Criminology and Criminal Justice Program Wins National Award
Saint Louis University’s Criminology and Criminal Justice (CCJ) will be honored for its education and advocacy work in 2018 with the Academy of Criminal Justice Sciences’s (ACJS) “Program of the Year” Award. It is the first time SLU’s program has won the national honor.
The ACJS is one of the nation’s preeminent criminology and criminal justice professional associations.
In 2018, the program, part of the College for Public Health and Social Justice, received the ACJS’s Community Engagement Work for events it held in 2017 as part of the association’s Criminal Justice Month initiative.
SLU’s program will receive this year’s award on Friday, March 29, at the ACJS’s national meeting in Baltimore.
“Our program challenges and engages students intellectually with the latest in theory, research and practice,” Noelle Fearn, Ph.D., the program’s director, associate professor of criminology and criminal justice, and associate professor of women’s and gender studies, said. “SLU is founded on the Jesuit tradition of ‘educating the whole person.’ Our program challenges and engages students intellectually with the latest in theory, research and practice. SLU is the place you come to change the world. Our major offers students the opportunity to live what they learn through compassionate service.”
The Criminal Justice Month events that won the program the ACJS’s top program honor align with what students learn in classes, Fearn explained, while also bringing them face-to-face with people directly impacted by the criminal justice system.
“Students gain invaluable skills in helping us develop the kinds of events they are interested in – those especially related to social and criminal justice,” Fearn explained. “Participation in these events exposes our students, faculty, staff and community members to others with shared interests in promoting social justice.”
Many of the month’s events, as well as SLU’s CCJ classes, bring together students and experts from the diverse yet related fields in SLU’s School of Social Work, including applied behavior analysis, social work and urban planning and development.
Last year’s Criminal Justice Month, in March 2018, included, among other events: a “Write a Rep” session to engage St. Louis community members in advocacy; the inaugural Dr. Norm White Lecture honoring the noted SLU criminologist, which featured SLU alumnus Judge Jimmie Edwards, a noted juvenile justice reform advocate and St. Louis’s director of public safety; a networking and recruitment fair; and a visit to the Missouri State Penitentiary to engage students, faculty and staff members with the historical significance of criminal justice evolution in the state.
“Our events expose students, many for the first time, to individuals dissimilar from them, and to opportunities to advocate for vulnerable people with little voice,” Fearn said. “These experiences are crucial to a Jesuit education. Through CCJ events and offerings that combine social and human justice-focused disciplines, our students explore myriad avenues to learn and to live our mission in service for and with others.”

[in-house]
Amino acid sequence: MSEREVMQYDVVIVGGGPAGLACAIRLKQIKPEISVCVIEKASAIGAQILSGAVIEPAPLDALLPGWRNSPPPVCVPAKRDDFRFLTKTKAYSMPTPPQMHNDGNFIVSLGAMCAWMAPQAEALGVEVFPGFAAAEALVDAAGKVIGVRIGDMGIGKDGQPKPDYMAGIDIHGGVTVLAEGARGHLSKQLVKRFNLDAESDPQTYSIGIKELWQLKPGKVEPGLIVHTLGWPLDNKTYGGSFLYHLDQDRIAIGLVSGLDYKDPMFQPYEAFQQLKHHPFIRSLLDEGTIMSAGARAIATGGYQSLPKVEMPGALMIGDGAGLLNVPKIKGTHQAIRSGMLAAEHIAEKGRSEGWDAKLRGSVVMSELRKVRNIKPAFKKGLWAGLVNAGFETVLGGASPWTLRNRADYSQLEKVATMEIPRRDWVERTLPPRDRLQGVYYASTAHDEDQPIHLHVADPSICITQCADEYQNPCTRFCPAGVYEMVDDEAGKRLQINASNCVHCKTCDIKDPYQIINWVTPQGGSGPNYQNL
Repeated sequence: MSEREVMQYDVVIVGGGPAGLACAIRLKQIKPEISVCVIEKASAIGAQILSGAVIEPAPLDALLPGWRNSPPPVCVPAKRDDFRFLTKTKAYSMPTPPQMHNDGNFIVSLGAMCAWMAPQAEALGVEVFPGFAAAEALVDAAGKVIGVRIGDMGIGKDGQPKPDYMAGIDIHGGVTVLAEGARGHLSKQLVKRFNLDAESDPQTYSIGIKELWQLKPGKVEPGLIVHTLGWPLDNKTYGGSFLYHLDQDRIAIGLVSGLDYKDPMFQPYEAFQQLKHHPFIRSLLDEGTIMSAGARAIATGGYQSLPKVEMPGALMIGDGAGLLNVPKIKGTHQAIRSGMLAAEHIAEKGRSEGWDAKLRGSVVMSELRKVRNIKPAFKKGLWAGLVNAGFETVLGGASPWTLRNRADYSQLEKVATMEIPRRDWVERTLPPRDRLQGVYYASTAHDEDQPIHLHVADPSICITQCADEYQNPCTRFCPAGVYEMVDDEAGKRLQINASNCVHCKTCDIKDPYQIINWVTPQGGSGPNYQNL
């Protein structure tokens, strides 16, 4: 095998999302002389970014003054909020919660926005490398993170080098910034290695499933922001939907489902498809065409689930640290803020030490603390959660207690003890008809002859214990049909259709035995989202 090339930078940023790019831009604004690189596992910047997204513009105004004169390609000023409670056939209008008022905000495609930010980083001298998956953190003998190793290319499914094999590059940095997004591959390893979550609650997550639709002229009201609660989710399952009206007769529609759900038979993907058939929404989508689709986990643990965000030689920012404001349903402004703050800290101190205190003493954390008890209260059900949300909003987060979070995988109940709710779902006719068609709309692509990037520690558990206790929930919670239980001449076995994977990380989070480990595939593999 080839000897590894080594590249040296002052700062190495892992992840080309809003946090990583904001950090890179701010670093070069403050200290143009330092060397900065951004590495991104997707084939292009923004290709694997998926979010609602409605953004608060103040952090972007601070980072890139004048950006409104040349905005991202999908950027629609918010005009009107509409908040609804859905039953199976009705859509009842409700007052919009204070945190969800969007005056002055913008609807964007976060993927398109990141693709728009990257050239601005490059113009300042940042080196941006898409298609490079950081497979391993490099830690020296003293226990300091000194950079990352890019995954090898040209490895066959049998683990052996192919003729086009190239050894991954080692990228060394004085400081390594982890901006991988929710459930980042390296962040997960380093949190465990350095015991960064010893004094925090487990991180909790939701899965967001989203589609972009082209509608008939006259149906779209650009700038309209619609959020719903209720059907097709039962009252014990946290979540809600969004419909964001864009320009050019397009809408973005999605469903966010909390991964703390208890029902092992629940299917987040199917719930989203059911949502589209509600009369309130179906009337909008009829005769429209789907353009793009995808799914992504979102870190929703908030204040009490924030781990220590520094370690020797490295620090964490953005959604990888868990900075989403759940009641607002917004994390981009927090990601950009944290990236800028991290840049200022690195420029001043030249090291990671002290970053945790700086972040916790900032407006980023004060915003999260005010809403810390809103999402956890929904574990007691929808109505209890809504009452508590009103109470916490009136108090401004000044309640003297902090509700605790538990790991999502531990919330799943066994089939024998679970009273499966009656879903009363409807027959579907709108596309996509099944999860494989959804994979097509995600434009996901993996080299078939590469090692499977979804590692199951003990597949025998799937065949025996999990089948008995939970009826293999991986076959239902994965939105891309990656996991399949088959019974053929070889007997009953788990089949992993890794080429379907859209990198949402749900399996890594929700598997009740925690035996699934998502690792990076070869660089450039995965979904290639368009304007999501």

The program’s multidisciplinary approach, Fearn said, underscores for students that there are multiple interrelated approaches to better understanding and crafting potential responses to the complex issues they learn about in their criminology and criminal justice classes.
Our program challenges and engages students intellectually with the latest in theory, research and practice. SLU is the place you come to change the world. Our major offers students the opportunity to live what they learn through compassionate service."Noelle Fearn, Ph.D., director, criminology and criminal justice program
CCJ students engage in a variety of service learning experiences during their course work and have opportunities to get on-the-ground experience in criminal justice and criminology fields through internships and externships. Recent student interns have worked with St. Louis area police departments, in the offices of local prosecutors and defense attorneys and at non-profit agencies that support and provide services to crime victims, prisoners, former offenders and family members impacted by a loved one’s experience with the criminal or juvenile justice systems.
“Consistent with the University’s Jesuit tradition, the criminology and criminal justice program seeks to strengthen our criminal justice systems and, more importantly, our communities by focusing on the factors that cause crime and violence, and on the recognizing and valuing the humanity of victims, offenders and those working in these fields,” Fearn said.
“SLU’s CCJ program is innovative in its approach to educating and training tomorrow’s leaders in criminology and criminal justice who are better prepared to identify and implement practices that have the very real potential to improve our justice systems by focusing on the humanity of those involved in and impacted by crime and violence in our communities,” she continued. “As Dr. Norm White explained SLU CCJ’s disciplinary philosophy, ‘we are justice with a heart.’”
The Saint Louis University College for Public Health and Social Justice is the only academic unit of its kind, studying social, environmental and physical influences that together determine the health and well-being of people and communities. It also is the only accredited school or college of public health among nearly 250 Catholic institutions of higher education in the United States.
Guided by a mission of social justice and focus on finding innovative and collaborative solutions for complex health problems, the College offers nationally recognized programs in public health, social work, health administration, applied behavior analysis, and criminology and criminal justice.
Story by Amelia Flood, University Marketing and Communications